Colonial America | 6th Edition
Essays in Politics and Social Development
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Now in its sixth edition, Colonial America is the most respected and well-known anthology of readings by top scholars in the field of early American history. The collection offers an insightful and critical view of the colonial period, and exposes students to the most significant developments in recent American colonial history scholarship. The new edition features 17 new essays, emphasizing a comparative approach to colonial worlds, with added content on the Atlantic and North American interior. Drawing its material from a greater range of sources than ever before, the text also highlights the themes of race, gender, and family throughout the collection of articles.
Colonial America includes:
- maps of the eighteenth century Atlantic World, West Indies, and British North American colonies
- new introductions to key essays from the fifth edition
- seventeen new essays with contextualizing introductions
- discussion questions for students
- recent scholarship on Indian-colonial relations, the Atlantic, comparative colonialism, gender, slavery and bound labor, and imperial history.
With contributions from: Fred Anderson, T.H. Breen, Anne S. Brown, Denver Brunsman, Colin G. Calloway, Jared Diamond, David Eltis, Aaron S. Fogleman, Alan Gallay, David D. Hall, April Lee Hatfield, Frank Lambert, Barry J. Levy, Kenneth A. Lockridge, Brendan McConville, Peter N. Moogk, Philip D. Morgan, John M. Murrin, Jenny Hale Pulsipher, Martin H. Quitt, Daniel K. Richter, Brett Rushforth, David J. Silverman, Owen Stanwood, John K. Thornton, Alden T. Vaughan, Wendy Anne Warren, and David J. Weber,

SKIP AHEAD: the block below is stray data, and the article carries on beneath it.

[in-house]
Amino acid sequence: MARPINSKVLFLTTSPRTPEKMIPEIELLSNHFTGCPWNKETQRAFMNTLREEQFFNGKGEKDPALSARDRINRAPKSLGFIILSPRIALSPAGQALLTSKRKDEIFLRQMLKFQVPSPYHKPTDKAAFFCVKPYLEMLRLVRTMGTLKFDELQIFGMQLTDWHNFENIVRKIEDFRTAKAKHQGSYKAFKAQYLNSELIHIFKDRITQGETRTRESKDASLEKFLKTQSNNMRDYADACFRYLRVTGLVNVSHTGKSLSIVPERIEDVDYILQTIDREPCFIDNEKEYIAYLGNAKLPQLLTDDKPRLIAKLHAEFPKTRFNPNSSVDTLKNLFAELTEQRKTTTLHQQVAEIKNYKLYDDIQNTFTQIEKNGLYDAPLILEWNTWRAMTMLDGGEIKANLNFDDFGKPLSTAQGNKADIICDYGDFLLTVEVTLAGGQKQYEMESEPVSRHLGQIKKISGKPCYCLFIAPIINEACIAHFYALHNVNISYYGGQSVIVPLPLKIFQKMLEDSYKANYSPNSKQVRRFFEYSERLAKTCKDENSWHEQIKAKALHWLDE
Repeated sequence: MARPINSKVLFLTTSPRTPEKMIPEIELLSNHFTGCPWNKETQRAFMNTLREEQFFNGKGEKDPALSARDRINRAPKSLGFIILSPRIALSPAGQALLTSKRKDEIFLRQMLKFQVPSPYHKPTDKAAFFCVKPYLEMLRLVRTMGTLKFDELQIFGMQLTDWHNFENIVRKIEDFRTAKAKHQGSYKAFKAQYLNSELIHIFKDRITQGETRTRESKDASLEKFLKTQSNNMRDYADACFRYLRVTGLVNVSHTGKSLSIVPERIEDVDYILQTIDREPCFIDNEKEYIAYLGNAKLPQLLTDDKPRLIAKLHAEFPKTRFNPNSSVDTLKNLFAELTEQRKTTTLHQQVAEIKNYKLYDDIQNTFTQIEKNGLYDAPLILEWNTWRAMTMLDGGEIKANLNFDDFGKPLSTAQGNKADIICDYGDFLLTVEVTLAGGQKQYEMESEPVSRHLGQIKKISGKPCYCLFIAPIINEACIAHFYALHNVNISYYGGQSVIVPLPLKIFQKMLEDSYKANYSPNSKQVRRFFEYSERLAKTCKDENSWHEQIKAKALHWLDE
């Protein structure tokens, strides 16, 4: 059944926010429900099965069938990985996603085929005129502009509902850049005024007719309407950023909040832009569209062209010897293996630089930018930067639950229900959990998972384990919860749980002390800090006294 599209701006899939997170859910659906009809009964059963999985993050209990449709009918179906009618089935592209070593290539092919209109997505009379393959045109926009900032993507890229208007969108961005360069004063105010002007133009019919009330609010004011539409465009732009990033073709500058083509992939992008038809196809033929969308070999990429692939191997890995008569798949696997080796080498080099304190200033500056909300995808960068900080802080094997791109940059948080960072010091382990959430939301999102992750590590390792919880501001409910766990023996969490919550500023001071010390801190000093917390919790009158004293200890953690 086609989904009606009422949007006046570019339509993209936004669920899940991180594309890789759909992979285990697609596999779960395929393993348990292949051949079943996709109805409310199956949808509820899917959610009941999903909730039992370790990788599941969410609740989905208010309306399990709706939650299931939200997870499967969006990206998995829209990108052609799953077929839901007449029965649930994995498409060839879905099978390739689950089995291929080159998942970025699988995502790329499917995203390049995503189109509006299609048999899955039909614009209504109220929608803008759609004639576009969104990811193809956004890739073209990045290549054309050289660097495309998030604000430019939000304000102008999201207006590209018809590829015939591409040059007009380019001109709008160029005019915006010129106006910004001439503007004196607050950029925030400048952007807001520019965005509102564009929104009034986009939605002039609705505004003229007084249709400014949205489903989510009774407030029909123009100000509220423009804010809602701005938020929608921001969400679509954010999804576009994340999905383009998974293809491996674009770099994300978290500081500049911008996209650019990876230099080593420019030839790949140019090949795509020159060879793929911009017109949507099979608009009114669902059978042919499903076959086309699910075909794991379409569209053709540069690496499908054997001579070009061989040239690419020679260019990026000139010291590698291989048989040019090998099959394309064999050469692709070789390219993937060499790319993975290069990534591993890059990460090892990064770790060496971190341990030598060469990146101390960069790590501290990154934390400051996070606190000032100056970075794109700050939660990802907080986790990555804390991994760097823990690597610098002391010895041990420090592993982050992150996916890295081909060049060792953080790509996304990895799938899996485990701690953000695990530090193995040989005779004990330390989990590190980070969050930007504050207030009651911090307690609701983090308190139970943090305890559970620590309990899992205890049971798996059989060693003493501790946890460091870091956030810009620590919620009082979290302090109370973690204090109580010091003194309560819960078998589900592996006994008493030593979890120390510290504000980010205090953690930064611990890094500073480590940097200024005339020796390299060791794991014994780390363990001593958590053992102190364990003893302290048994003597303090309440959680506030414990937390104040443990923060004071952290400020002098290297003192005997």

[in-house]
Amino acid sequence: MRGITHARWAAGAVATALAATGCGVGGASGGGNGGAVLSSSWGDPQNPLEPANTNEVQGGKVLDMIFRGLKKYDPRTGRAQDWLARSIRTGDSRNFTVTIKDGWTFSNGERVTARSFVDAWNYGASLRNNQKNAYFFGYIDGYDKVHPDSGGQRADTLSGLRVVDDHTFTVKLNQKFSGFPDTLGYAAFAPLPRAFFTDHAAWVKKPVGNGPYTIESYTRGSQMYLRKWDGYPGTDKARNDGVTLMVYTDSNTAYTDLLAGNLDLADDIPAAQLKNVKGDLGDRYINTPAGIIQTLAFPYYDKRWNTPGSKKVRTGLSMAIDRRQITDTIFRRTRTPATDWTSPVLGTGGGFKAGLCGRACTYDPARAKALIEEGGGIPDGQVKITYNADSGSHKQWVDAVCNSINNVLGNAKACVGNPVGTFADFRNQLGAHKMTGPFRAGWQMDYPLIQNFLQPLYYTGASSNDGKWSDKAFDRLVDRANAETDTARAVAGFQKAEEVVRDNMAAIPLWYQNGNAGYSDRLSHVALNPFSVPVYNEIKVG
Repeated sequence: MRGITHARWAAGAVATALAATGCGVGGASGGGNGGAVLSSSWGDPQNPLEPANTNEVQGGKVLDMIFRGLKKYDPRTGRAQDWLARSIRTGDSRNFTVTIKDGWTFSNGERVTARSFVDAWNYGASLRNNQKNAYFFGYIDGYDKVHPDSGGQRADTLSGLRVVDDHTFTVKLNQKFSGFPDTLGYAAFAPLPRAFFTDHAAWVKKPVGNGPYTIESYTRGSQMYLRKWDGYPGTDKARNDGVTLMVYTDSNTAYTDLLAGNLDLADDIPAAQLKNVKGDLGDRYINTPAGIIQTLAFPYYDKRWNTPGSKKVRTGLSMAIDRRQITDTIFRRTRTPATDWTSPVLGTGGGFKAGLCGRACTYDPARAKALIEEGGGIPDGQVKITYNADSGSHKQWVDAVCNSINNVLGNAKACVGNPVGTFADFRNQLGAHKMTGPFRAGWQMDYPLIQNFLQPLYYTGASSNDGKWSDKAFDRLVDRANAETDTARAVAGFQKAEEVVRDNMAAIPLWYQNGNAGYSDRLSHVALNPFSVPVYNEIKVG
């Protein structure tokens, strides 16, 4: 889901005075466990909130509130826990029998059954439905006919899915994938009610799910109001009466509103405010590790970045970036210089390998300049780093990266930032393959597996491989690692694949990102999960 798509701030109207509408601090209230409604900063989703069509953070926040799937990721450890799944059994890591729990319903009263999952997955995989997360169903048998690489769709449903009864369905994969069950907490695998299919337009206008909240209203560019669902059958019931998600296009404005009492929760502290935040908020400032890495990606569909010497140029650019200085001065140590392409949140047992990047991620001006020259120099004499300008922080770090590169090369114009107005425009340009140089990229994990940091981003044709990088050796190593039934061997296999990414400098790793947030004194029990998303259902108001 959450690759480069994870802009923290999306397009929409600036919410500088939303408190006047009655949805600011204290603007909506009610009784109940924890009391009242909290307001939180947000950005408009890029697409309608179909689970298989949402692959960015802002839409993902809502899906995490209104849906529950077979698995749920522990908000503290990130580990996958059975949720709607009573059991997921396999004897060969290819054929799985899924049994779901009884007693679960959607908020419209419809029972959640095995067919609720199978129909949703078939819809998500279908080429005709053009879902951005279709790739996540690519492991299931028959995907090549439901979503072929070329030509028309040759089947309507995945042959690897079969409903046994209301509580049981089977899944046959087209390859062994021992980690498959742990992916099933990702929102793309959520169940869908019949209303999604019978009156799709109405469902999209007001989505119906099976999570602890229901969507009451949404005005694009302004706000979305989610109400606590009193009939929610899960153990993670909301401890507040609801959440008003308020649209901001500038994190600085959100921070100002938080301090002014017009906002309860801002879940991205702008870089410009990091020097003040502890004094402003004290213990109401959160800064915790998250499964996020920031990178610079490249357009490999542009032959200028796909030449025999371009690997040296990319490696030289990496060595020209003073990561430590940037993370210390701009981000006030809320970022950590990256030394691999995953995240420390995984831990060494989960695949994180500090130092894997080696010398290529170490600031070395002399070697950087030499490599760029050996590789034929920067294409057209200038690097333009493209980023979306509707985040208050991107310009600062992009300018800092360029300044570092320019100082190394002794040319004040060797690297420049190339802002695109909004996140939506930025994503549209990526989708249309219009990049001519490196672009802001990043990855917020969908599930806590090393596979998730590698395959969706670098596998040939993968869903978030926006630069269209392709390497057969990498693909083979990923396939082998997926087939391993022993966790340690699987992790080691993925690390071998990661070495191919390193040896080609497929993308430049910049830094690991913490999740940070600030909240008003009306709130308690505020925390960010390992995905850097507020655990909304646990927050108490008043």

The sixth edition of Colonial America is the best resource on the market to give students a feel for the newest themes in colonial history, and to leave them with a sense of the conversation shared among early American historians.
Stanley N. Katz is Director of the Center for Arts and Cultural Policy Studies at Princeton's Woodrow Wilson School of Public and International Affairs. He has written widely on political, legal, and constitutional history, and is the Editor in Chief of the Oxford International Encyclopedia of Legal History.
John M. Murrin is Professor Emeritus of History at Princeton University. He is co-author of Liberty, Equality, Power: A History of the American People.
Douglas Greenberg is Professor of History and Executive Dean of the School of Arts and Sciences at Rutgers, the State University of New Jersey.
David J. Silverman is Associate Professor of History at The George Washington University. He is the author of Red Brethren: The Brothertown and Stockbridge Indians and the Problem of Race in Early America.
Denver Brunsman is Assistant Professor of History at Wayne State University. He is the co-editor of Revolutionary Detroit: Portraits in Political and Cultural Change, 1760-1805.
PUBLICATION DATE: 11/2/2010